Part 9 of a 20 part rundown of my favourite tracks of last year
No Youtube. Boo!
Satan! Satan! Satan! Satan!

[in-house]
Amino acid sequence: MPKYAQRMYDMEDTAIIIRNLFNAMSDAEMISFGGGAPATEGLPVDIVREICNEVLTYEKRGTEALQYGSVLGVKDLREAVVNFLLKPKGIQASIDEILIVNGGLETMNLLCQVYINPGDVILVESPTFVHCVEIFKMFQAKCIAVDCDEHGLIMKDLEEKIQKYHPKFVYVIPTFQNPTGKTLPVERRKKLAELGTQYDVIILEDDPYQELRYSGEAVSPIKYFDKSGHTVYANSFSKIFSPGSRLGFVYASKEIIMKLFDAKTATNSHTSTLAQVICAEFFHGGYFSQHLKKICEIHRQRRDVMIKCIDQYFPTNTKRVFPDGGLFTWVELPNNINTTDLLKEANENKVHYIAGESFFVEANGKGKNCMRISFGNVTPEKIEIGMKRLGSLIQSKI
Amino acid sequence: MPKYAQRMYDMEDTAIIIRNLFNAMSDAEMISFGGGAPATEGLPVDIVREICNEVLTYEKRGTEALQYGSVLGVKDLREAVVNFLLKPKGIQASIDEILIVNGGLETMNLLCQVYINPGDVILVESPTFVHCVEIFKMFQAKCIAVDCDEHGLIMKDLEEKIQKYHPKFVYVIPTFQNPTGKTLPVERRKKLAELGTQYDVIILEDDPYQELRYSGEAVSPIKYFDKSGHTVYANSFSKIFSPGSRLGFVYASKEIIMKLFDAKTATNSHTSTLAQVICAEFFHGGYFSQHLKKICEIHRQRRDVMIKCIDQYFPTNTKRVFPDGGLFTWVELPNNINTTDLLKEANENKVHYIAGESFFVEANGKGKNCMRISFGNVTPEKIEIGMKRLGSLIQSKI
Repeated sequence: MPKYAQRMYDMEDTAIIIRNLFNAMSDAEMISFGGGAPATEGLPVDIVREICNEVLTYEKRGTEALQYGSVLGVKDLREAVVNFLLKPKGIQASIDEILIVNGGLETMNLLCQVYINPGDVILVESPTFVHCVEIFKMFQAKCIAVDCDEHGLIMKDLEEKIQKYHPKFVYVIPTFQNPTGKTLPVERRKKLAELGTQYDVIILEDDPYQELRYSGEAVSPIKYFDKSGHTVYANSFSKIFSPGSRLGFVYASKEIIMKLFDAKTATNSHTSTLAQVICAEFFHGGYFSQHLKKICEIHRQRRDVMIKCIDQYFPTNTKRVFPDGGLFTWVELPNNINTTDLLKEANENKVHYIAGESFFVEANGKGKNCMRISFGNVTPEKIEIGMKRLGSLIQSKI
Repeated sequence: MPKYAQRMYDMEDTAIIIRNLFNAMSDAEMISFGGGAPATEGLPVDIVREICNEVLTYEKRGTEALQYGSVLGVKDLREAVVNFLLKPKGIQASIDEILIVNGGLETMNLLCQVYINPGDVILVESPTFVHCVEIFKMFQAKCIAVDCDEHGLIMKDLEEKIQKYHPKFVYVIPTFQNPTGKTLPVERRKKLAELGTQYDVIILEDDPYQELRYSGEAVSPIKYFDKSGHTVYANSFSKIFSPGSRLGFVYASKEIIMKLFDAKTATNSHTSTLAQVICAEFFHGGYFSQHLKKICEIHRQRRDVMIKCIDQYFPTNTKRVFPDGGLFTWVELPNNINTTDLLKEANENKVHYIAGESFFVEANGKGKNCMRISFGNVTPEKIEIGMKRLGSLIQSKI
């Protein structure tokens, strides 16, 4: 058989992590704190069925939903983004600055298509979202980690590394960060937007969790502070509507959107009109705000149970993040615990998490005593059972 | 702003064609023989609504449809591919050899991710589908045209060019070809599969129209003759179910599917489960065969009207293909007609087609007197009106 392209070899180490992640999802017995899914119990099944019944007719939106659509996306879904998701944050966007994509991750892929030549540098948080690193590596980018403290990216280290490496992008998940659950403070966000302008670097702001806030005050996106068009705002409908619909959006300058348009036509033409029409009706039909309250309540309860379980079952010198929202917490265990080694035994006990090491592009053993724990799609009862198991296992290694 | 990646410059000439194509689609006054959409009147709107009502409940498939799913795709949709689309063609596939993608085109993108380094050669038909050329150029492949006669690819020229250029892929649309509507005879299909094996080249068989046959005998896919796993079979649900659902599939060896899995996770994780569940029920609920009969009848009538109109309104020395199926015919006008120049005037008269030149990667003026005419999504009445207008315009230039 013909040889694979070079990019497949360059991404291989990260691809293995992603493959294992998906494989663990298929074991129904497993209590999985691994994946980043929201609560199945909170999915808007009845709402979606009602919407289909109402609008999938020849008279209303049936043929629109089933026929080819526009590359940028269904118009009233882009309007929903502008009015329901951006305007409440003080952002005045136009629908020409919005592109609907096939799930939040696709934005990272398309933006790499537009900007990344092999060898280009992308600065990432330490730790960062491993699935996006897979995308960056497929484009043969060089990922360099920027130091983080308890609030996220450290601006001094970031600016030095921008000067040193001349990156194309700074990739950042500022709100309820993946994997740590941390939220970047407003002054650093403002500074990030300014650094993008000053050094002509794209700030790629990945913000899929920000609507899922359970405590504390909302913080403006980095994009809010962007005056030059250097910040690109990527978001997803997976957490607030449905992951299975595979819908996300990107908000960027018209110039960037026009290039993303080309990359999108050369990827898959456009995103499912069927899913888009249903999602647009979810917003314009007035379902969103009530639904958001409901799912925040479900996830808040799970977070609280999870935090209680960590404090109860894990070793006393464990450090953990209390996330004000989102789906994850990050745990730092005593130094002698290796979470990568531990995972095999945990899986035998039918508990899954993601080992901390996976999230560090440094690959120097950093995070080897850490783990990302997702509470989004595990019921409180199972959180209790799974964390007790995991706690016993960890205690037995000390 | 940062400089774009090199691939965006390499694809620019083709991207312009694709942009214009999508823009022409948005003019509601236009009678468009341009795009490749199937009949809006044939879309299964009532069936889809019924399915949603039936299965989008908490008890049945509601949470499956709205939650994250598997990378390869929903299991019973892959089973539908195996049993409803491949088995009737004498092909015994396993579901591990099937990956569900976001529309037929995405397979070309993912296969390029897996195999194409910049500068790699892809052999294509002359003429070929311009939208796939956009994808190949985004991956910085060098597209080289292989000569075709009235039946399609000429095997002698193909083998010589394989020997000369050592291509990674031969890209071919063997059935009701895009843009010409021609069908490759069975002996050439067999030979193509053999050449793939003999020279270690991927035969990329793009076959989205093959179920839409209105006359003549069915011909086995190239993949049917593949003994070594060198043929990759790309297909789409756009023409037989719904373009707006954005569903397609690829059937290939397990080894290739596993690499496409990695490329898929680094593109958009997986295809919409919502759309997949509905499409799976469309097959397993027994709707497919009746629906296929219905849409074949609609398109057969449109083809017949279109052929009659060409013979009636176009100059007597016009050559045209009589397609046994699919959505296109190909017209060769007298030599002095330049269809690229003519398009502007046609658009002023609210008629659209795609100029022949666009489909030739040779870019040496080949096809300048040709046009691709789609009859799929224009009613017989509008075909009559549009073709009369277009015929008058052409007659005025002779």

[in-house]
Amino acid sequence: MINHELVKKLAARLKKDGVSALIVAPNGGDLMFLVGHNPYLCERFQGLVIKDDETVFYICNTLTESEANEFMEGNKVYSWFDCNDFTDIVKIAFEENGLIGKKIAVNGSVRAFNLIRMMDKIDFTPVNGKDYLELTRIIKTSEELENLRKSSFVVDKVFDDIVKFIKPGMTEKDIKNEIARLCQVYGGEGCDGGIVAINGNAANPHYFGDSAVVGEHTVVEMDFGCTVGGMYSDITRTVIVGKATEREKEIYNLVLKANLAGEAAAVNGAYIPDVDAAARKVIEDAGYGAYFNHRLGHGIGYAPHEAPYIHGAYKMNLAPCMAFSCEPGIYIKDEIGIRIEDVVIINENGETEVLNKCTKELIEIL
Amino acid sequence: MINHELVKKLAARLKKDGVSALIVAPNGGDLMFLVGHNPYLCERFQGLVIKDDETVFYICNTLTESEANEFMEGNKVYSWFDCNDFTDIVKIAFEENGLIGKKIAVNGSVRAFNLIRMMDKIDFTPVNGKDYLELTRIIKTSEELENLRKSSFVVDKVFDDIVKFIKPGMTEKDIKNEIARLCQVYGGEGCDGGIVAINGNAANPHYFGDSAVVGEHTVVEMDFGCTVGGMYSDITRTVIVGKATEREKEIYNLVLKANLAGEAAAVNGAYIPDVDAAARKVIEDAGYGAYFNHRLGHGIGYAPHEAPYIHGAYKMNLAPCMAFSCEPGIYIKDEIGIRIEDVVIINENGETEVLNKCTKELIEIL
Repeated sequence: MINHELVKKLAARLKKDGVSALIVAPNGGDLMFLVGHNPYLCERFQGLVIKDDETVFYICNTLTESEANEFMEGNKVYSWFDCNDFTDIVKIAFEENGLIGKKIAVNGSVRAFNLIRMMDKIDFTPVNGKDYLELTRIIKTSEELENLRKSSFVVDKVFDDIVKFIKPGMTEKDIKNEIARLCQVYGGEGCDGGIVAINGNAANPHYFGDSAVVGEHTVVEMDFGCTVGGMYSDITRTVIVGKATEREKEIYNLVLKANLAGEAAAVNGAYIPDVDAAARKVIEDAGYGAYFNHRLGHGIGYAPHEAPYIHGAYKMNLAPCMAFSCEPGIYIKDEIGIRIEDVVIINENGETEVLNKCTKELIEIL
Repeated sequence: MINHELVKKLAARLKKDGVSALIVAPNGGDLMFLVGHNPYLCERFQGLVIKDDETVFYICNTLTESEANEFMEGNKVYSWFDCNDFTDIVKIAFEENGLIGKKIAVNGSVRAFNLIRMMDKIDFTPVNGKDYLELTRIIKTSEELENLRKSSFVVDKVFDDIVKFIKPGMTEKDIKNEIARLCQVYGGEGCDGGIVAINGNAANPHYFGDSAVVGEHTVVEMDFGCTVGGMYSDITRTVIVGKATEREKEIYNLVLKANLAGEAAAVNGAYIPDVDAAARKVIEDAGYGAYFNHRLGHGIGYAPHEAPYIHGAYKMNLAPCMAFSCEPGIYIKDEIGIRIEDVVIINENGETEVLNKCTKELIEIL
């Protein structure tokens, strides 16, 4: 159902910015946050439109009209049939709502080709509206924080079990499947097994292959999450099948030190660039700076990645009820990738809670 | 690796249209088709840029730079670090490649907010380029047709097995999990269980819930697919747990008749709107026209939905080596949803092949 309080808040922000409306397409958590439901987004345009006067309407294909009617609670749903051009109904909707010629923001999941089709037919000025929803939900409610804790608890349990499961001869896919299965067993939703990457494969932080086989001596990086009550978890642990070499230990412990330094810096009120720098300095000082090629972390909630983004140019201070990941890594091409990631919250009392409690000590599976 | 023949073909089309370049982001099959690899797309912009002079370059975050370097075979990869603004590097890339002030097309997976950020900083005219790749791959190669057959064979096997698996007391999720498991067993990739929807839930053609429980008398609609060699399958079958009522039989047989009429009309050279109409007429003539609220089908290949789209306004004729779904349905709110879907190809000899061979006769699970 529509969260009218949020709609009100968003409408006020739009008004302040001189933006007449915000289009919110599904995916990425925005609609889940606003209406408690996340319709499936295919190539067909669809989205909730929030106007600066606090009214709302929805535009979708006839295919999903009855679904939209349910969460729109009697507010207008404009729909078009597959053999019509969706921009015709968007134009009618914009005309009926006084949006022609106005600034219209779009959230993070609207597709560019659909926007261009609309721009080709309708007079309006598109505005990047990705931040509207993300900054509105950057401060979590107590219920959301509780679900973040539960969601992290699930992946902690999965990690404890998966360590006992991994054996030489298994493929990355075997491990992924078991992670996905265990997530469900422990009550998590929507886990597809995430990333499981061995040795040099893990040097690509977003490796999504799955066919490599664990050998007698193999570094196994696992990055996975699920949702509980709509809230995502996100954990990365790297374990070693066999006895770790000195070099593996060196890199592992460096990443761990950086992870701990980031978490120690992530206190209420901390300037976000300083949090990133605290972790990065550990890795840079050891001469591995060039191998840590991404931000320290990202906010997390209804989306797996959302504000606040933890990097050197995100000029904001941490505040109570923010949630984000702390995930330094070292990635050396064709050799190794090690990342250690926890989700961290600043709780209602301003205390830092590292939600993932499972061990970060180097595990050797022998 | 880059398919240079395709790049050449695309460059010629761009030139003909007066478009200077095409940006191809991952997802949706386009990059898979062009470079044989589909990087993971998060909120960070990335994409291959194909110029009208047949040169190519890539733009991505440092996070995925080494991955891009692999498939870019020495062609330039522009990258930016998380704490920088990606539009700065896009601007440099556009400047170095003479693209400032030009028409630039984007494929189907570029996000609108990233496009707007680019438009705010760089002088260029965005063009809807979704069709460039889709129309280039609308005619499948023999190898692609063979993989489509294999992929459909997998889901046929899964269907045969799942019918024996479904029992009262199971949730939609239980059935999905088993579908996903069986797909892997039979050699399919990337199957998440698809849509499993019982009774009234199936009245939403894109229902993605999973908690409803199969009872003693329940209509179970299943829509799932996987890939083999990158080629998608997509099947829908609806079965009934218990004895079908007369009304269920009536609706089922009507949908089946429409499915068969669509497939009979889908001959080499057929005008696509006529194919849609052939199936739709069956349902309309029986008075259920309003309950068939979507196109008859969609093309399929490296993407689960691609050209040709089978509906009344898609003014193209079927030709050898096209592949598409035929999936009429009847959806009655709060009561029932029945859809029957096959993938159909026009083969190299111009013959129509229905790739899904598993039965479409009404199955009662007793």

It’s perhaps not the most mature way to start a record, sure, but it’s always a good for a giggle. Once Seven That Spells (a Croatian psych outfit who rather fabulously describe themselves as a “modern, aggressive psychedelic wall of sound incorporating polymetrics and occasional Viking funeral rites, hailing from the 23rd century where rock is dead”) have finished invoking the devil’s name In lays it’s cards on the table for the entirety of it’s nigh on seven minute duration. The drums are rampant – despite the record it introduces being called The Death and Rebirth of Krautrock it sounds closer to an aggressively pacey hip-hop beat than motorik – and the bass bounces around the lower registers and occasionally fires off on acrobatic runs that act like pyrotechnic punctuation. Over that a guitar line slowly ascends higher, higher and higher still until it climaxes in a histrionic harpy squeal. And then it starts over. That’s about it. It may be a one trick pony, but that doesn’t really matter if it’s a good enough trick. How long would it take you to get bored of watching a pony that could do backflips? And if each flip was that little bit more wild, that little bit more impressive, gaining ever more altitude, twisting and flailing it’s little pony limbs at seemingly impossible angles? Despite doing the same thing over and over again it seems to get more urgent each time. You suspect Seven That Spells set out to write a song with the express purpose of it soaring, rocketing ever higher until it crashes into the sun. And that’s exactly what they’ve done. Psych is all about getting inebriated on repitition, and In sounds more like a deep huff of nitrous oxide than an acid trip, and is all the better for it.